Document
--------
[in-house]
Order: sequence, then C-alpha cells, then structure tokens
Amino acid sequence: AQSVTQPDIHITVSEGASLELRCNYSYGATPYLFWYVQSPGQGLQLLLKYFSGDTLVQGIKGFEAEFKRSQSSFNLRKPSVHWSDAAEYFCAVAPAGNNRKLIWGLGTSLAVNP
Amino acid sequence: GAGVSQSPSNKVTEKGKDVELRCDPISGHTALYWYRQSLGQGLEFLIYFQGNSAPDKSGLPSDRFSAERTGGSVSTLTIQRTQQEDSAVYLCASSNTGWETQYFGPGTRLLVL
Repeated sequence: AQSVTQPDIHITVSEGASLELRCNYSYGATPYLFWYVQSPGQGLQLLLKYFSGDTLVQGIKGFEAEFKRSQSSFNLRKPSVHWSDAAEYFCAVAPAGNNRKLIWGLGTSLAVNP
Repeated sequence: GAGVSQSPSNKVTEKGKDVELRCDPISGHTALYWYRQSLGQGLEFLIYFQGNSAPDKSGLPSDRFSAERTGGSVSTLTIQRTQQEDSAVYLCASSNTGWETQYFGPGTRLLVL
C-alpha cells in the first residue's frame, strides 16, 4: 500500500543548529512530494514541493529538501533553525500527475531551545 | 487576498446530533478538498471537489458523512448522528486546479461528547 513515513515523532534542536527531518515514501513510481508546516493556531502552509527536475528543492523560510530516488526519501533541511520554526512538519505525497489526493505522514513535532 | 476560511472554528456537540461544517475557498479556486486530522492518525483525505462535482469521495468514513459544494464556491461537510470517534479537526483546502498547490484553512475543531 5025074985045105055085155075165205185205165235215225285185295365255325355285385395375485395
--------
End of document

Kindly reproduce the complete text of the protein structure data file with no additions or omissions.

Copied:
[in-house]
Order: sequence, then C-alpha cells, then structure tokens
Amino acid sequence: AQSVTQPDIHITVSEGASLELRCNYSYGATPYLFWYVQSPGQGLQLLLKYFSGDTLVQGIKGFEAEFKRSQSSFNLRKPSVHWSDAAEYFCAVAPAGNNRKLIWGLGTSLAVNP
Amino acid sequence: GAGVSQSPSNKVTEKGKDVELRCDPISGHTALYWYRQSLGQGLEFLIYFQGNSAPDKSGLPSDRFSAERTGGSVSTLTIQRTQQEDSAVYLCASSNTGWETQYFGPGTRLLVL
Repeated sequence: AQSVTQPDIHITVSEGASLELRCNYSYGATPYLFWYVQSPGQGLQLLLKYFSGDTLVQGIKGFEAEFKRSQSSFNLRKPSVHWSDAAEYFCAVAPAGNNRKLIWGLGTSLAVNP
Repeated sequence: GAGVSQSPSNKVTEKGKDVELRCDPISGHTALYWYRQSLGQGLEFLIYFQGNSAPDKSGLPSDRFSAERTGGSVSTLTIQRTQQEDSAVYLCASSNTGWETQYFGPGTRLLVL
C-alpha cells in the first residue's frame, strides 16, 4: 500500500543548529512530494514541493529538501533553525500527475531551545 | 487576498446530533478538498471537489458523512448522528486546479461528547 513515513515523532534542536527531518515514501513510481508546516493556531502552509527536475528543492523560510530516488526519501533541511520554526512538519505525497489526493505522514513535532 | 476560511472554528456537540461544517475557498479556486486530522492518525483525505462535482469521495468514513459544494464556491461537510470517534479537526483546502498547490484553512475543531 5025074985045105055085155075165205185205165235215225285185295365255325355285385395375485395